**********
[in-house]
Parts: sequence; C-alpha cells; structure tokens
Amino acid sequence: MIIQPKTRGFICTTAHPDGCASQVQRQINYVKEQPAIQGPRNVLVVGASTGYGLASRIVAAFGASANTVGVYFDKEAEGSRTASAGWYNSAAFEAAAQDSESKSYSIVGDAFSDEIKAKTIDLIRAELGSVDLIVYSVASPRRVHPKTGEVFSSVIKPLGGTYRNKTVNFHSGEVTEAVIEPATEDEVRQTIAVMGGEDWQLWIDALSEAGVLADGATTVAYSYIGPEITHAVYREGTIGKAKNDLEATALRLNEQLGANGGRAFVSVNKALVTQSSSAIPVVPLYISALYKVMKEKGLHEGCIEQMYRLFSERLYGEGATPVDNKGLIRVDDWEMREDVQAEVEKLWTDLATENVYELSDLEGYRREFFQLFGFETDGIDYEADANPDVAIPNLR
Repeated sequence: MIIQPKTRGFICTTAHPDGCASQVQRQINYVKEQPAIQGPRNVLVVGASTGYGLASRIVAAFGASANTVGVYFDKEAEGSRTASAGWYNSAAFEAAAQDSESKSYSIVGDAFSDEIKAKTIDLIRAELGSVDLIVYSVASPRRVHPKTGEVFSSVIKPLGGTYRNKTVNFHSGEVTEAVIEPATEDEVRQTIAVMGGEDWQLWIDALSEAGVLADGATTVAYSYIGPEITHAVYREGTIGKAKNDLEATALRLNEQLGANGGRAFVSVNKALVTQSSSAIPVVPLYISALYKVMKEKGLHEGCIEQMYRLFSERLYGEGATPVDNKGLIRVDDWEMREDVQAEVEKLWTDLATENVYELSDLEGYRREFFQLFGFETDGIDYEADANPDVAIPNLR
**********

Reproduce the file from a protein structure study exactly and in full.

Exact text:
[in-house]
Parts: sequence; C-alpha cells; structure tokens
Amino acid sequence: MIIQPKTRGFICTTAHPDGCASQVQRQINYVKEQPAIQGPRNVLVVGASTGYGLASRIVAAFGASANTVGVYFDKEAEGSRTASAGWYNSAAFEAAAQDSESKSYSIVGDAFSDEIKAKTIDLIRAELGSVDLIVYSVASPRRVHPKTGEVFSSVIKPLGGTYRNKTVNFHSGEVTEAVIEPATEDEVRQTIAVMGGEDWQLWIDALSEAGVLADGATTVAYSYIGPEITHAVYREGTIGKAKNDLEATALRLNEQLGANGGRAFVSVNKALVTQSSSAIPVVPLYISALYKVMKEKGLHEGCIEQMYRLFSERLYGEGATPVDNKGLIRVDDWEMREDVQAEVEKLWTDLATENVYELSDLEGYRREFFQLFGFETDGIDYEADANPDVAIPNLR
Repeated sequence: MIIQPKTRGFICTTAHPDGCASQVQRQINYVKEQPAIQGPRNVLVVGASTGYGLASRIVAAFGASANTVGVYFDKEAEGSRTASAGWYNSAAFEAAAQDSESKSYSIVGDAFSDEIKAKTIDLIRAELGSVDLIVYSVASPRRVHPKTGEVFSSVIKPLGGTYRNKTVNFHSGEVTEAVIEPATEDEVRQTIAVMGGEDWQLWIDALSEAGVLADGATTVAYSYIGPEITHAVYREGTIGKAKNDLEATALRLNEQLGANGGRAFVSVNKALVTQSSSAIPVVPLYISALYKVMKEKGLHEGCIEQMYRLFSERLYGEGATPVDNKGLIRVDDWEMREDVQAEVEKLWTDLATENVYELSDLEGYRREFFQLFGFETDGIDYEADANPDVAIPNLR